irinka87 | Jan 3, 2012 |
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I thought about you if only because I wondered how long it would take me to stop thinking about you. I thought about you, and how I might never be able to forgive you for all the girls who came before me, nor myself for all the men who would come after you.

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Amazon.com Product Description (ISBN 030734651X, Paperback)

The New York Times Bestseller

“Acidly funny, imaginatively profane, and, above all, a sharp reflection of the what-to-do-now, post-college dilemma.­”
Miami Herald

Is the real world ready for Jessica Darling?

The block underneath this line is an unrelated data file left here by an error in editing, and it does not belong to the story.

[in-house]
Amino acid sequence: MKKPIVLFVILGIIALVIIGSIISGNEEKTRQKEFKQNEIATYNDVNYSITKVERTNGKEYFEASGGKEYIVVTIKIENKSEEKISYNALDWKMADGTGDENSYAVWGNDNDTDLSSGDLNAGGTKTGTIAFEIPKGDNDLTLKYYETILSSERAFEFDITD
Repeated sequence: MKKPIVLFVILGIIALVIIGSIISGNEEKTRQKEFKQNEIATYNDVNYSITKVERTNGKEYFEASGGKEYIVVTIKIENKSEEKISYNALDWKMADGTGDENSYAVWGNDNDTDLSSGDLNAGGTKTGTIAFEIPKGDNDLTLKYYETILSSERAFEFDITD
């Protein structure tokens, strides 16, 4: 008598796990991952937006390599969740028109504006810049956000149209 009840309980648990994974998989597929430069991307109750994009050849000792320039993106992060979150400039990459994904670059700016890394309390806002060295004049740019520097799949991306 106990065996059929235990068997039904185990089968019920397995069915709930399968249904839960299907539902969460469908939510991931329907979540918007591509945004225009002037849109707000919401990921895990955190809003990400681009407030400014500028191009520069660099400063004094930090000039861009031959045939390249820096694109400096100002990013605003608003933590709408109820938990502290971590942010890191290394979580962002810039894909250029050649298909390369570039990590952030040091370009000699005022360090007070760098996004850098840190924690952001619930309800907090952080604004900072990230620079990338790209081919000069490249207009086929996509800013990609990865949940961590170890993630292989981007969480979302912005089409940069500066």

At first it seems she’s living the New York City dream. She’s subletting an apartment with her best friend, working for a magazine that actually cares about her psychology degree, and still deeply in love with the charismatic Marcus Flutie.

But reality is more complicated than dreamy clichés.

When Marcus proposes—giving her only one week to answer—Jessica must decide if she’s ready to give up a world of late-night literary soirees, art openings, and downtown drunken karaoke to move back to New Jersey and be with the one man who’s gripped her heart for years. Jessica ponders this and other life choices with her signature snark and hyper-intense insight, making it the most tumultuous and memorable week of her twenty-something life.

(retrieved from Amazon Thu, 12 Mar 2015 18:17:03 -0400)

(see all 2 descriptions)

Searching desperately for work and sharing an apartment with three other girls in a Brooklyn brownstone, Jessica Darling is stunned when her on-again, off-again boyfriend, Marcus Flutie, asks her to marry him and gives her a week to think it over.

» see all 4 descriptions